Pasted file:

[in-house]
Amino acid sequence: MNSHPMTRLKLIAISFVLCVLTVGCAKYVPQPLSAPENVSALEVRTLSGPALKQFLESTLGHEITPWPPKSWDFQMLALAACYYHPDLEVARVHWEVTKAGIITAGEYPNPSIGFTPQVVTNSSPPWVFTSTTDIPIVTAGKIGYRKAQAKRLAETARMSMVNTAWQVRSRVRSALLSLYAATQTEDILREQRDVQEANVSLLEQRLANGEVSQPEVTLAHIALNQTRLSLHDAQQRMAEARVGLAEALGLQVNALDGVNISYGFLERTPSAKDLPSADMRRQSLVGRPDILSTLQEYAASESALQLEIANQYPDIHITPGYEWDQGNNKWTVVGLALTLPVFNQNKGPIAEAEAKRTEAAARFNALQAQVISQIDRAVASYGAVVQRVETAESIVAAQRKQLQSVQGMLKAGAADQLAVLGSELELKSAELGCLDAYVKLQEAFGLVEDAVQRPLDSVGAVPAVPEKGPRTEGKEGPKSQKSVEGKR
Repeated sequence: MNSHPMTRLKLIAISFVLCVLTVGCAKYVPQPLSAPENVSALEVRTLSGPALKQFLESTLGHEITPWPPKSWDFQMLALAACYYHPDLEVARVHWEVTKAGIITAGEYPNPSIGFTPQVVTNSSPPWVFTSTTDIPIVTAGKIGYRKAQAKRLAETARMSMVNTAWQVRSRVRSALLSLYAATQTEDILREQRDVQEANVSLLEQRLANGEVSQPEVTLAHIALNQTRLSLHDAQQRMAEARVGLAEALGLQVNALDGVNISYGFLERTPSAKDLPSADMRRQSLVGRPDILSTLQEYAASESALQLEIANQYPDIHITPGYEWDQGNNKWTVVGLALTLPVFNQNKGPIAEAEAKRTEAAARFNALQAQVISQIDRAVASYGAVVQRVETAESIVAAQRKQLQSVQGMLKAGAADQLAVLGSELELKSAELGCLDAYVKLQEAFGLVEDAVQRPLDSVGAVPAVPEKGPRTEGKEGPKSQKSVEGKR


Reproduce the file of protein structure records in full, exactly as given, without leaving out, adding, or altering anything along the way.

[in-house]
Amino acid sequence: MNSHPMTRLKLIAISFVLCVLTVGCAKYVPQPLSAPENVSALEVRTLSGPALKQFLESTLGHEITPWPPKSWDFQMLALAACYYHPDLEVARVHWEVTKAGIITAGEYPNPSIGFTPQVVTNSSPPWVFTSTTDIPIVTAGKIGYRKAQAKRLAETARMSMVNTAWQVRSRVRSALLSLYAATQTEDILREQRDVQEANVSLLEQRLANGEVSQPEVTLAHIALNQTRLSLHDAQQRMAEARVGLAEALGLQVNALDGVNISYGFLERTPSAKDLPSADMRRQSLVGRPDILSTLQEYAASESALQLEIANQYPDIHITPGYEWDQGNNKWTVVGLALTLPVFNQNKGPIAEAEAKRTEAAARFNALQAQVISQIDRAVASYGAVVQRVETAESIVAAQRKQLQSVQGMLKAGAADQLAVLGSELELKSAELGCLDAYVKLQEAFGLVEDAVQRPLDSVGAVPAVPEKGPRTEGKEGPKSQKSVEGKR
Repeated sequence: MNSHPMTRLKLIAISFVLCVLTVGCAKYVPQPLSAPENVSALEVRTLSGPALKQFLESTLGHEITPWPPKSWDFQMLALAACYYHPDLEVARVHWEVTKAGIITAGEYPNPSIGFTPQVVTNSSPPWVFTSTTDIPIVTAGKIGYRKAQAKRLAETARMSMVNTAWQVRSRVRSALLSLYAATQTEDILREQRDVQEANVSLLEQRLANGEVSQPEVTLAHIALNQTRLSLHDAQQRMAEARVGLAEALGLQVNALDGVNISYGFLERTPSAKDLPSADMRRQSLVGRPDILSTLQEYAASESALQLEIANQYPDIHITPGYEWDQGNNKWTVVGLALTLPVFNQNKGPIAEAEAKRTEAAARFNALQAQVISQIDRAVASYGAVVQRVETAESIVAAQRKQLQSVQGMLKAGAADQLAVLGSELELKSAELGCLDAYVKLQEAFGLVEDAVQRPLDSVGAVPAVPEKGPRTEGKEGPKSQKSVEGKR